BOB:  Rays’ Stadium Update and Pricey All Star Game Tickets

Has it been this long?

I took my little tax season sabbatical and now it’s back to work. Five years ago this week, the Business of Baseball report was born. I had done a few special item pieces prior to that but it wasn’t until after tax season in 2005 that I kicked off the (mostly) weekly series. If you want to check out what the issues were five years ago, be sure to check out that first piece. The New York Yankees had just started their push for a new stadium, MLB was considering a third party to look into performance enhancing drugs (PEDs) and the Washington Nationals were in the middle of being sold and they made their debut at RFK. It’s a fun little blast from the past.

Vin Scully hits milestone

Much more important than my five-year anniversary, Vin Scully celebrated his 60th on Sunday. He’s been calling Los Angeles/Brooklyn Dodgers games for 60 years now with his first game being April 18, 1950. Man, that’s a long time. The Dodgers were still in Brooklyn (as were the Giants) and the list of players he’s called has grown and grown. It’s still a pleasure listening to him and you can’t get the kind of stories you get anywhere else since Ernie Harwell retired (in my opinion).

Rays’ stadium still in funding roadblock

It’s been a couple of years now since the Tampa Bay Rays unveiled their plans for a waterfront stadium. They came and went and eventually died as the economic crisis hit in full force. Now with the Florida Marlins a couple of years away from opening their new ballpark, there’s some growing noise behind a new stadium for the Rays. Of course there are two big questions. One is where to put it, and while there’s a couple of choices, some are more viable then others. The second, and probably more important question, is how to pay for the stadium?

Michael Sasso at the Tampa Tribune tackles this question and he comes up with a few different directions that the team could push for. These range from a hotel tax to an area specific sales tax to an increase in property taxes.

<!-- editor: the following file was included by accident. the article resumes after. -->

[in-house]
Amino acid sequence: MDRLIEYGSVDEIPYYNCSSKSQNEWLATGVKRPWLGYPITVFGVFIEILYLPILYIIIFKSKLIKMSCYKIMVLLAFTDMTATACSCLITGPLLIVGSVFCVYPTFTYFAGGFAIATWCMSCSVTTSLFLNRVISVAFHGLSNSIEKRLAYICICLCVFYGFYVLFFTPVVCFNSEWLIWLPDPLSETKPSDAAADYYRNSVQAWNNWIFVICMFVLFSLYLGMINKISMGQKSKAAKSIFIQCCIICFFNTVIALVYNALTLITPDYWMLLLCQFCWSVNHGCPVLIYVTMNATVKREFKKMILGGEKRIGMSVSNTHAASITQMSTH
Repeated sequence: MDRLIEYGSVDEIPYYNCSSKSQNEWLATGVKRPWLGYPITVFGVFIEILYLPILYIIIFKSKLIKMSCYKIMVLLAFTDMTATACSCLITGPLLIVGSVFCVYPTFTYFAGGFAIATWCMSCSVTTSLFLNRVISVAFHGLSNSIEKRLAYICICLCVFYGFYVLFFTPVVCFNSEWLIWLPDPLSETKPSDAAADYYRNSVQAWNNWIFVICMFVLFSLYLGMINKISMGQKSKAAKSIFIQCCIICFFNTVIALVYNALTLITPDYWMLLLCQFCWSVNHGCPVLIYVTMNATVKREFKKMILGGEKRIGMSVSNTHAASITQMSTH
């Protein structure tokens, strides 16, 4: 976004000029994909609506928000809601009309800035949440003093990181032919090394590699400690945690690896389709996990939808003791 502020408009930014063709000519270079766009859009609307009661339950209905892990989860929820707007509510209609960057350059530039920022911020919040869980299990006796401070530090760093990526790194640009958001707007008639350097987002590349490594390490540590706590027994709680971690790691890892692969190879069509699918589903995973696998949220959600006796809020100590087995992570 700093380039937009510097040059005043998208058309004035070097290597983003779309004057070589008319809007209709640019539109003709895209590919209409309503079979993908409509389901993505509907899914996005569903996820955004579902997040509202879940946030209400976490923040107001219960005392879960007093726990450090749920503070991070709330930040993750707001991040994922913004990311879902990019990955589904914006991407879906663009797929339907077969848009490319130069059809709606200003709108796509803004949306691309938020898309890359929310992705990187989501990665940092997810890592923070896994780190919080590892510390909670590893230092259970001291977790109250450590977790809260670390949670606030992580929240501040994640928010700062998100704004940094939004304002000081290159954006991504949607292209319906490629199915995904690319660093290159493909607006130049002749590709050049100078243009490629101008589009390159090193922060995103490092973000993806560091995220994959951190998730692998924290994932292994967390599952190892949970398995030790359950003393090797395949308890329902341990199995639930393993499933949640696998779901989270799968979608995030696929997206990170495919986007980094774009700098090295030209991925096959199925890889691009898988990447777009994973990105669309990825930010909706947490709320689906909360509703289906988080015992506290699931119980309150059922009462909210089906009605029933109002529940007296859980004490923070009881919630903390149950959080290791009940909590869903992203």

Angels’ All-Star ticket gouge

The Los Angeles Angels of Anaheim are hosting this year’s All Star Game and those who want to attend the event are probably headed for some sticker shock. Single-game tickets for the main event range from $185 to $365 and while if that isn’t enough, season-ticket holders only get first crack if they buy an entire package of tickets that could run up to just under $1,000.

The package includes a ticket to the home run derby, the Futures Game and then two tickets to the fan festival. If you’re in the cheap seats, the package is a more affordable $467. One reason for the steep price is that in years past, you could sell your ticket to home run derby, and cover the entire cost of the package. Now, MLB wants to make sure they get their piece of the pie.

Athletics extend PDB with Ports

The Oakland Athletics extended their player development agreement with the Stockton Ports last week and they’ll be an A’s affiliate through 2014. The Ports have been the A’s California League affiliate since 2005. The Ports have had some success since being an Athletics affiliate, and in the five seasons they’ve been in the fold, they’ve won one California League championship with two other postseason appearances. They’ve also set attendance records in three of their first five seasons since becoming an A’s affiliate, which also coincided with the opening of Banner Island Ballpark in 2005.

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Comments

  1. walter c moreland said...

    for an exibition game this sure is out of line. you keep hearing players broadcasters and media people oh this is just an exibition game. A person who is out of work and might have a few bucks can’t even dream about taking his son to the game,the reason why? baseball doesn’t care about us who every year are priced out of this game and others

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